Exchange Traded Funds (ETFs) are often associated with passive investing but increasingly, investors are using them to actively manage their portfolios.
ETFs are a collection of investments within a fund that you can buy or sell on ASX. Like individual stocks, ETF shares are traded at prices that change based on the price of the assets each ETF holds. ETFs can give you access to a wide range of markets and help you diversify your portfolio in a low-cost way.
When investing in ETFs, it’s important to consider different asset classes, such as shares, fixed income, property and cash, so you can get the right balance of risk and return for your situation.
Breaking down your portfolio into asset classes allows you to set target allocations for each class. When asset classes rise or fall you can easily rebalance your portfolio according to your original allocations.
Investing across different asset classes allows for diversification, which in turn reduces risk and can allow you to lock in profits from the asset classes that have done well while topping up asset classes when they are potentially cheaper.
In finance, risk is the possibility that an investment doesn’t deliver the return you expect or falls in value.
Making active investment decisions involves predicting the future, which naturally increases your risk – your forecast may be right, but it also may turn out to be wrong.
Using diversified ETFs to execute your own active strategy reduces the risk associated with buying individual securities. Some companies will weather a downturn better than others so holding a basket of shares reduces the chance that you’ll be holding the only one that goes under.
The longer you’re planning on keeping your investment, the easier it generally is to ride out negative returns.
On average, the stock market usually experiences one negative year in every five years. The good news is that markets tend to go up over the long -term.
Active vs passive ETFs
(Editor’s note: Like any investment product, ETFs also have risks . Consider taking the ASX ETFs course to understand the features, benefits and risks of active ETFs before investing. The online course is free and convenient to complete.)
Over the past few years, several active ETFs have been listed on ASX. Rather than tracking a securities index such as the S&P 500 (which represents the largest 500 securities on the New York Stock Exchange) as passive ETFs do, active ETFs include securities chosen by a portfolio manager, based on research.
The key difference between actively trading passive ETFs and trading active ETFs is that with passive ETFs, it’s you as the investor who makes the decisions on market timing and asset allocation, for example, while professional managers make those types of decisions within the active ETFs.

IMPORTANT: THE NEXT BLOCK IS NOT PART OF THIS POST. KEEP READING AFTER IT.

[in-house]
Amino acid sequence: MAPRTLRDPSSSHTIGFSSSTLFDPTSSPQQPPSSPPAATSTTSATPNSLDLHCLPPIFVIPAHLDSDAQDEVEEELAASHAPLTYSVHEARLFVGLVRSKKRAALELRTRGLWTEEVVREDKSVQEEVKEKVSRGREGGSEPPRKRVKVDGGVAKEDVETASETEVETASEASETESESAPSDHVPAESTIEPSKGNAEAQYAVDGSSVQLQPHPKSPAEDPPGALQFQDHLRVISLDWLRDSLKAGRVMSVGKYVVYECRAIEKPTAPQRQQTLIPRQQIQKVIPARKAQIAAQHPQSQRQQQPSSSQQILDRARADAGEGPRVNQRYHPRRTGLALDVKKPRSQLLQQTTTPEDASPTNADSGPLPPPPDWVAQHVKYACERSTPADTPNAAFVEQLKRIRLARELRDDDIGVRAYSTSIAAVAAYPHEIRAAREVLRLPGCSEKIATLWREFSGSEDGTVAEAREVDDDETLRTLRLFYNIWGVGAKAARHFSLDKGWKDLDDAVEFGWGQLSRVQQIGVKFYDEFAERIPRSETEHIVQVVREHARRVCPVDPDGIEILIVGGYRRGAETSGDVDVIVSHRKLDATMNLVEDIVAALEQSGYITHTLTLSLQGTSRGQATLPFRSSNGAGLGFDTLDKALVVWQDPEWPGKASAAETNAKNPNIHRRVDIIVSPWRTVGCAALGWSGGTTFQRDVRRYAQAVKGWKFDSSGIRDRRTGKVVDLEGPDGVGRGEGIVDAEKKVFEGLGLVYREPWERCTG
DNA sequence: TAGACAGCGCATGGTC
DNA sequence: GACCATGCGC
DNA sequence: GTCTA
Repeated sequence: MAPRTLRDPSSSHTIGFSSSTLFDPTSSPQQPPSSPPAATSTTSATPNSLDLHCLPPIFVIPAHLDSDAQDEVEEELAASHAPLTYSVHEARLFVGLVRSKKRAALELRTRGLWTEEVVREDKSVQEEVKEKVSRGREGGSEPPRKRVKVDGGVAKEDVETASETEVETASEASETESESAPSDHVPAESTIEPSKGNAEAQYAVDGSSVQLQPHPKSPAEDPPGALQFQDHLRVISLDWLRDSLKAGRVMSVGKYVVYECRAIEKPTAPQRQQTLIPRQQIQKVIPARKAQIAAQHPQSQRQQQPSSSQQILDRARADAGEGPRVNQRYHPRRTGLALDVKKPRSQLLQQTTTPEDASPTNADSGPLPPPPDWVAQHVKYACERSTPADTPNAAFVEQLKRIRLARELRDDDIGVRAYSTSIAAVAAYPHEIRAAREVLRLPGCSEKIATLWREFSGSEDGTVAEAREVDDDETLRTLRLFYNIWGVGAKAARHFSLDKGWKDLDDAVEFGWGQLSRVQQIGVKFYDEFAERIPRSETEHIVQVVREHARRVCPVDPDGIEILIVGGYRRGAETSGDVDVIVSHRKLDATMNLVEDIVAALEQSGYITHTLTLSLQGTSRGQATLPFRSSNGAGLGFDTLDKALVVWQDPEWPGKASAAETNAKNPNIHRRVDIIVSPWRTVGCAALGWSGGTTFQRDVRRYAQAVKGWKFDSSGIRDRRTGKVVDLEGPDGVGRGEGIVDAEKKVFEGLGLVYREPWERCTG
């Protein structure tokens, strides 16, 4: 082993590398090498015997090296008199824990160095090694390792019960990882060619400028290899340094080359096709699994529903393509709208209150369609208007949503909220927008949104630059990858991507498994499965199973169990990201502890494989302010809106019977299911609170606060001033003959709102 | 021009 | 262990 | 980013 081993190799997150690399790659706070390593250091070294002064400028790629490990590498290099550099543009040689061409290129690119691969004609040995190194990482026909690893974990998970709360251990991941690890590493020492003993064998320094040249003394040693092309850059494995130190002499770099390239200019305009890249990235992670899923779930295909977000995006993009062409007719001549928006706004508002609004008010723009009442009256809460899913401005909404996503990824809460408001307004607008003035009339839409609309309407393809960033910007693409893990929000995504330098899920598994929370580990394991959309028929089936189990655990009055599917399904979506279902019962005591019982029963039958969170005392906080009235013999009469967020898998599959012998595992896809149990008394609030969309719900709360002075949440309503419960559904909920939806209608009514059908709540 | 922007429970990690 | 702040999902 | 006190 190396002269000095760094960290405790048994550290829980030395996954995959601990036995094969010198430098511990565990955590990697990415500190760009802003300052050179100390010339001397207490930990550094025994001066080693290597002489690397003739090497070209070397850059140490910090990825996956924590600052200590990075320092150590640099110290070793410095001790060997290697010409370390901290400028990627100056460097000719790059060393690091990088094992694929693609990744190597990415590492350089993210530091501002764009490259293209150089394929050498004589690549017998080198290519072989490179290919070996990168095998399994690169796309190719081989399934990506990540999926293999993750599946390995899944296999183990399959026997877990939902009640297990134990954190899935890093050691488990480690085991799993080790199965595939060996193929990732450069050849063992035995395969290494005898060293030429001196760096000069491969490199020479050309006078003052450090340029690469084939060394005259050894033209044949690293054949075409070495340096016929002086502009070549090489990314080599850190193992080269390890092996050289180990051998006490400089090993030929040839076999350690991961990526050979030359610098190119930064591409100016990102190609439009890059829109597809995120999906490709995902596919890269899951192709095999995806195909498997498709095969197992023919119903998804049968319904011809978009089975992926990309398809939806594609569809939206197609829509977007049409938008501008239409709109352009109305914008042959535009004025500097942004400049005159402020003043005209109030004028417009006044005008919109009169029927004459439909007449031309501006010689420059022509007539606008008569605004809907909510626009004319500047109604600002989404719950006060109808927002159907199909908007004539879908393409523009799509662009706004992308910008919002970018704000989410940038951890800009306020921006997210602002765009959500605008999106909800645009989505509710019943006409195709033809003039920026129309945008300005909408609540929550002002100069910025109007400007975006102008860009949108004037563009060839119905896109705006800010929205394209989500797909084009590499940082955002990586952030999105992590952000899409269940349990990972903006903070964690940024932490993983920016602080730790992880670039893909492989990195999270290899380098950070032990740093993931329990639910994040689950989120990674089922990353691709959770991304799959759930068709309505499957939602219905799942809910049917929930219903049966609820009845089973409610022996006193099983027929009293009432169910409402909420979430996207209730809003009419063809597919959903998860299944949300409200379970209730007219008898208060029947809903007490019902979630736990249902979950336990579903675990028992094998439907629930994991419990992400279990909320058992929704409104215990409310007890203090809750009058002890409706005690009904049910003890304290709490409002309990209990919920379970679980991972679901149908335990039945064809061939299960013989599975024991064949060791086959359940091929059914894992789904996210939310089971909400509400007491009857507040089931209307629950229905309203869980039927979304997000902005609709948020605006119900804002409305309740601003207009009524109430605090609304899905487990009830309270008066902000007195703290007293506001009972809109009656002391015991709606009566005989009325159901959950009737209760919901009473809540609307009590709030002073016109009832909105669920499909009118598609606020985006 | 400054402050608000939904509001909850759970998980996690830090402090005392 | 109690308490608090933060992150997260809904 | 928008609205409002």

If you want to take the lead on actively managing your portfolio, you can use either passive or active ETFs to do it.
(Editor’s note: Do not read the following ideas as ETF recommendations. Do further research of your own or talk to a licensed financial adviser before acting on themes in this article).
For example, if you believe global equities will outperform Australian equities, you could invest in the Vanguard MSCI Index International Shares (Hedged) ETF (ASX: VGAD), a passive ETF that has over 1,500 stocks from 20 developed-market economies.
An investment in international equities can complement your Australian stock portfolio and allow you to gain greater exposure to industries such as pharmaceuticals that are not heavily represented on ASX.
You can also tilt your portfolio towards certain sectors using passive ETFs, as mentioned earlier. For property exposure, investors could use the SPDR Dow Jones Global Real Estate AUD (ASX: DJRE), which contains 218 global real estate stocks across 15 economies.
For infrastructure, investors could consider the Vanguard Global Infrastructure Index ETF (ASX: VBLD), which has 140 global infrastructure stocks, including transportation, energy and telecommunications.
A wide range of actively managed ETFs is also available, offering exposure to highly specific themes and sectors such as responsible investment, clean energy, biotech, cloud computing or artificial intelligence, to name just a few.
Keeping costs low
Active trading strategies may incur higher transaction costs than passive strategies where portfolio turnover is lower, so it’s essential to minimise costs.
ETFs charge a fee every year, regardless of how your investment performs. If you select your own stocks, you don’t pay ongoing fees. Some investors choose to invest in a combination of both to keep costs low.
The diversity of ETFs available simplifies trading and enables you to build portfolios that capture the market exposure you are after. With the numerous ETFs available to investors, selecting which ETF to invest in can take time.
You can use Bell Direct’s ETF comparison tool to compare the features of all ETFs listed on ASX. You can filter by asset class, sector, provider and fees, as well as look at price information, fact sheets and performance.